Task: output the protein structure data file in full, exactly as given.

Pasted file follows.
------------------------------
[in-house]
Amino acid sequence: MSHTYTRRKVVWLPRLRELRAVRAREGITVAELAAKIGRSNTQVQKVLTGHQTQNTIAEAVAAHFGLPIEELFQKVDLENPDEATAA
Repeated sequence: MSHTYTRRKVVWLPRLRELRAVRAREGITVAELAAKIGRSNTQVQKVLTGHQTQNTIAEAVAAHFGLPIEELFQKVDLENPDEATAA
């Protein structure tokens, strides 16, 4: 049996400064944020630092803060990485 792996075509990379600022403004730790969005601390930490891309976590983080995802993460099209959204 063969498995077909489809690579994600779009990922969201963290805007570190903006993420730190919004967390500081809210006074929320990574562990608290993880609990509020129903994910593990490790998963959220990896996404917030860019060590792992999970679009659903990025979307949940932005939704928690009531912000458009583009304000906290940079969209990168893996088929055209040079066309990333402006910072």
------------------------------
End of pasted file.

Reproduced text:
[in-house]
Amino acid sequence: MSHTYTRRKVVWLPRLRELRAVRAREGITVAELAAKIGRSNTQVQKVLTGHQTQNTIAEAVAAHFGLPIEELFQKVDLENPDEATAA
Repeated sequence: MSHTYTRRKVVWLPRLRELRAVRAREGITVAELAAKIGRSNTQVQKVLTGHQTQNTIAEAVAAHFGLPIEELFQKVDLENPDEATAA
């Protein structure tokens, strides 16, 4: 049996400064944020630092803060990485 792996075509990379600022403004730790969005601390930490891309976590983080995802993460099209959204 063969498995077909489809690579994600779009990922969201963290805007570190903006993420730190919004967390500081809210006074929320990574562990608290993880609990509020129903994910593990490790998963959220990896996404917030860019060590792992999970679009659903990025979307949940932005939704928690009531912000458009583009304000906290940079969209990168893996088929055209040079066309990333402006910072």